This page catalogs some of the projects that I have worked on in the past, as well as a few that I am working on right now. If you have any questions about these or other projects that I have been involved with, don’t hesitate to contact me.
I am currently working with Adrian Sampson at Cornell on a language called Opal. The language has built-in abstractions to make writing machine learning applications easier.
The research that I am currently doing involves creating typed abstractions for various machine learning workflows. I worked for a while on a type system for features; Opal now has supports type-safe features that mitigate mistakes when working with large data-sets. More recently, I have been working on typed interactions with natural language systems. We want to allow programmers using NLU systems to generate configurations from the types in their program.
Last Second Beach
Last Second Beach, LLC is a small start-up that I had the pleasure of co-founding in 2016. I was brought on by Khalid Ladha and Zacharia Demuth as CTO to provide a technical perspective for the budding travel-technology company. We hoped to create a mobile distribution channel for cruises and one-price vacations, a market segment that has traditionally been slow to adapt to changes in technology.
While the company has since become mostly inactive, we did win first place (and $25,000) at the Cornell School of Hotel Administration at their Business Plan competition.
For our high school senior project, my partner and I designed and created a glove that interprets letters in the American Sign Language alphabet and prints the letters to a computer screen. The translation happens in real time, as a person forms the letters with his or her hand. The glove also allowed the user to play Rock, Paper, Scissors against the computer.
We detected the user’s hand position using custom-made optical bend sensors, which we made from aquarium tubing and photo-diodes. With these sensors, we were able to get a general idea of how much each of the user’s fingers was bending. Hall effect sensors and magnets mounted between the fingers allowed us to get more precise measurements. We used a TI micro-controller to interpret the signals and pass them on to a computer, at which point a Python script did the final translation and printed out the results.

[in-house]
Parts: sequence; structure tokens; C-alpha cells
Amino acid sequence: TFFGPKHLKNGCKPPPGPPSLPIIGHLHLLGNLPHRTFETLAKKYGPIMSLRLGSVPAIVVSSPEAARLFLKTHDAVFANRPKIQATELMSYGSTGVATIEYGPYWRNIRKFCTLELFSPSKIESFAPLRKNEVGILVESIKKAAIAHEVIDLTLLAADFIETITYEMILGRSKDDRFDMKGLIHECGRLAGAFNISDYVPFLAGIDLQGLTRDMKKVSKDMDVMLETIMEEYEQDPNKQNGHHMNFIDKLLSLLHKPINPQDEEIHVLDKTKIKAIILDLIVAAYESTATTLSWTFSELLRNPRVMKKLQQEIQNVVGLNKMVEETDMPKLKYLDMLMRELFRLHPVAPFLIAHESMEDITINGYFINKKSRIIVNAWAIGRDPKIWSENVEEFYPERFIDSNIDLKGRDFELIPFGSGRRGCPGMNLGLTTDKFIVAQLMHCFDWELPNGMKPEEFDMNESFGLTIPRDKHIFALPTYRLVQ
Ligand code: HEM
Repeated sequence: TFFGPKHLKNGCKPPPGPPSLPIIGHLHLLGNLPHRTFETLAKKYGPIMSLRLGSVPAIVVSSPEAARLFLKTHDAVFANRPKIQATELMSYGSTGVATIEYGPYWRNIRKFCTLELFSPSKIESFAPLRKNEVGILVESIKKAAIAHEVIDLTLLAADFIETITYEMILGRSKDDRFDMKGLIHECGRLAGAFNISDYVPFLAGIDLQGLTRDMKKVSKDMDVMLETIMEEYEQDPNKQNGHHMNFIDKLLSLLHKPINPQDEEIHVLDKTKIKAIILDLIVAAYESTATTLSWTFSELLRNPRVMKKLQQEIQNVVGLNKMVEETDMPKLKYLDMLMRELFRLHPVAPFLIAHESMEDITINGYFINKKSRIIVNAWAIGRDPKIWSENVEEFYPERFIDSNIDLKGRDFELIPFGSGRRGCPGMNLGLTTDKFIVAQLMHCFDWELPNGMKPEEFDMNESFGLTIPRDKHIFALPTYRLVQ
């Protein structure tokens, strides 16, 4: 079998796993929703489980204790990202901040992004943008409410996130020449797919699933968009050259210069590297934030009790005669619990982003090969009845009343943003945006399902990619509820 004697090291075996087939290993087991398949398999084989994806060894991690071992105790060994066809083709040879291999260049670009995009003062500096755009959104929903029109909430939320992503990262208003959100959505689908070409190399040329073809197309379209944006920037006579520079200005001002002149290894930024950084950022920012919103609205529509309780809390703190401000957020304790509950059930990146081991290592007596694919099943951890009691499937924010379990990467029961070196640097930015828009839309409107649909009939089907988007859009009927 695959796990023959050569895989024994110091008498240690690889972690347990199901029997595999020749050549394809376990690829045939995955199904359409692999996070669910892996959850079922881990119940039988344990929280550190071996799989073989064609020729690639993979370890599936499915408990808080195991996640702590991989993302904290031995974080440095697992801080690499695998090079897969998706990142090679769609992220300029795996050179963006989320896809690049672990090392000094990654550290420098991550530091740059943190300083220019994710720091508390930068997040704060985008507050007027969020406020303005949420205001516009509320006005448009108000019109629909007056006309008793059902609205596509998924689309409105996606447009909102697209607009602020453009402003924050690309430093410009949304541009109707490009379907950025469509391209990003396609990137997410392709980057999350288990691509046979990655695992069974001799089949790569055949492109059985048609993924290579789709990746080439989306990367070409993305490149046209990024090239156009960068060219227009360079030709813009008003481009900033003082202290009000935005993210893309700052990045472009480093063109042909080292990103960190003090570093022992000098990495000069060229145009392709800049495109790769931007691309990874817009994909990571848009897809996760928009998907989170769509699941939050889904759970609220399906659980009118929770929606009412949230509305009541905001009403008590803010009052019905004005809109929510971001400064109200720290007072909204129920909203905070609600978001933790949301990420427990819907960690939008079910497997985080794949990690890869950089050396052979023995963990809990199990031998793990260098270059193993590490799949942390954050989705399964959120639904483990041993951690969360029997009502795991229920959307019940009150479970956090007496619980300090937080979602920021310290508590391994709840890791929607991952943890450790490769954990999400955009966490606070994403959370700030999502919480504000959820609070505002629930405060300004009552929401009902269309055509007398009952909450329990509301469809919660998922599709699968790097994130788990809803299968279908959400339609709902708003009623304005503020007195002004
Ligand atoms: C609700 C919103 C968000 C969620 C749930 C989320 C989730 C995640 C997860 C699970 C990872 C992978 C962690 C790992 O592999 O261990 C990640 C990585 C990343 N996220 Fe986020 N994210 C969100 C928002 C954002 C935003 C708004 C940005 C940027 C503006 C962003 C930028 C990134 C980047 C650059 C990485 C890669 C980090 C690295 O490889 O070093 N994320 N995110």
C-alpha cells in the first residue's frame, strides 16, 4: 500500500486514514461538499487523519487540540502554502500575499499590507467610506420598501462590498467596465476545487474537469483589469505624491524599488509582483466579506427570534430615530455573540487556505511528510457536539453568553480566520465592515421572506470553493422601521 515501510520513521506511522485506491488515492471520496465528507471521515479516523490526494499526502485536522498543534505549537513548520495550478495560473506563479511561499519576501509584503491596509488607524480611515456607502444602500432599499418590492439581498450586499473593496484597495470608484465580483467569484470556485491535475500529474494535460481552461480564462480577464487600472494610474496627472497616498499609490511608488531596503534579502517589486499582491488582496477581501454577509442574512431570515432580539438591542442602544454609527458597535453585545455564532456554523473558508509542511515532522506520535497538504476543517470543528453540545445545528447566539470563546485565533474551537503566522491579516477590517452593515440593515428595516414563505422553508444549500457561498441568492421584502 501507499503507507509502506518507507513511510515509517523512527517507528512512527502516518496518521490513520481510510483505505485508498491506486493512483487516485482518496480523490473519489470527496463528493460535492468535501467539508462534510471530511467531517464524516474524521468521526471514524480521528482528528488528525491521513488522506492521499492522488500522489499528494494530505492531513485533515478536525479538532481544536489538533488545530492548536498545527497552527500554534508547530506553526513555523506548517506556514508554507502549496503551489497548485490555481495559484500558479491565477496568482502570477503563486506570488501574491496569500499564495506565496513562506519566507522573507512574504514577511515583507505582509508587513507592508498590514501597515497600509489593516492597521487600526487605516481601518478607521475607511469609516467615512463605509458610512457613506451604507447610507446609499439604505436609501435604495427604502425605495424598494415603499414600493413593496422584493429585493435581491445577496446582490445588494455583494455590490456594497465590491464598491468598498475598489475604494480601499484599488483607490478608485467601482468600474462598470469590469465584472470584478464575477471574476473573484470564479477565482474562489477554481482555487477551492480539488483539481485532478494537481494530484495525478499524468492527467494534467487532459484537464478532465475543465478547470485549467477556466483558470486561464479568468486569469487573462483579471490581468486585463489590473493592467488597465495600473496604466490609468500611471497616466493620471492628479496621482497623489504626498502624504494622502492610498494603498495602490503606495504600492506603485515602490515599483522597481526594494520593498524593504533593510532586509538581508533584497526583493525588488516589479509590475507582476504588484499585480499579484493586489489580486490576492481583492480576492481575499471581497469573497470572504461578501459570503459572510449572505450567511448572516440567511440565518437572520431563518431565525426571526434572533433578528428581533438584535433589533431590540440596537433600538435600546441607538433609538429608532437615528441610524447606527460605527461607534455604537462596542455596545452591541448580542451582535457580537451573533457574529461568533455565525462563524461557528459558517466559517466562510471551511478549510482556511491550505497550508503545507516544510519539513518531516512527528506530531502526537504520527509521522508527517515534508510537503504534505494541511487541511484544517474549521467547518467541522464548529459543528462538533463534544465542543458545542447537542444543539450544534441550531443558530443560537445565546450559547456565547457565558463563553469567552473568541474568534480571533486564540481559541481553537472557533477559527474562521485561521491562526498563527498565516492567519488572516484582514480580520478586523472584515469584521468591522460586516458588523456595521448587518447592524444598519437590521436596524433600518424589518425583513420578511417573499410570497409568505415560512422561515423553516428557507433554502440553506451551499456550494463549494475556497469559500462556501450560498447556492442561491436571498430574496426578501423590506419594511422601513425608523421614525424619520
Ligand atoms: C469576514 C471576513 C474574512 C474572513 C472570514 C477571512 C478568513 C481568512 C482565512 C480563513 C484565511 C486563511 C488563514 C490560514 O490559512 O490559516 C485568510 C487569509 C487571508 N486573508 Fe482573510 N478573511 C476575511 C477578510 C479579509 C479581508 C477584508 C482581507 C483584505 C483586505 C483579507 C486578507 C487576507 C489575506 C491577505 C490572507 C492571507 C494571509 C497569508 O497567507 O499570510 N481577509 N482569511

The n-body problem in calculus is often used to show the limitations of symbolic integration. It can be thought of as modeling several planets in gravitational orbit. When there are two planets, symbolic integration suffices to determine their paths; when there are three or more planets symbolic integration becomes impossible.
In order to simulate the motion of these planets, each “step” of each planet’s motion must be calculated as a combination of the gravitational effects of all planets around it. My project partner and I used the Runge-Kutta method of numerical integration to find the paths of any number of planets in orbit. We developed a graphical user interface using vPython and wxPython that allows a user to set initial conditions and view a simulation.
Check out the project here.
Mafia Web App
Mafia is a strategic party game played by many at Cornell. The game is both logical and psychological—sometimes players need to use the facts at their disposal to draw conclusions, and other times they need to “read” other players to determine who is lying.
As co-presidents of the Cornell Mafia club, a friend and I decided to create a web application to make playing the game easier. The each game is run by a “moderator”, but sometimes that person’s job can be fairly difficult. We created a node.js app using Meteor that provided tools to make moderating easier.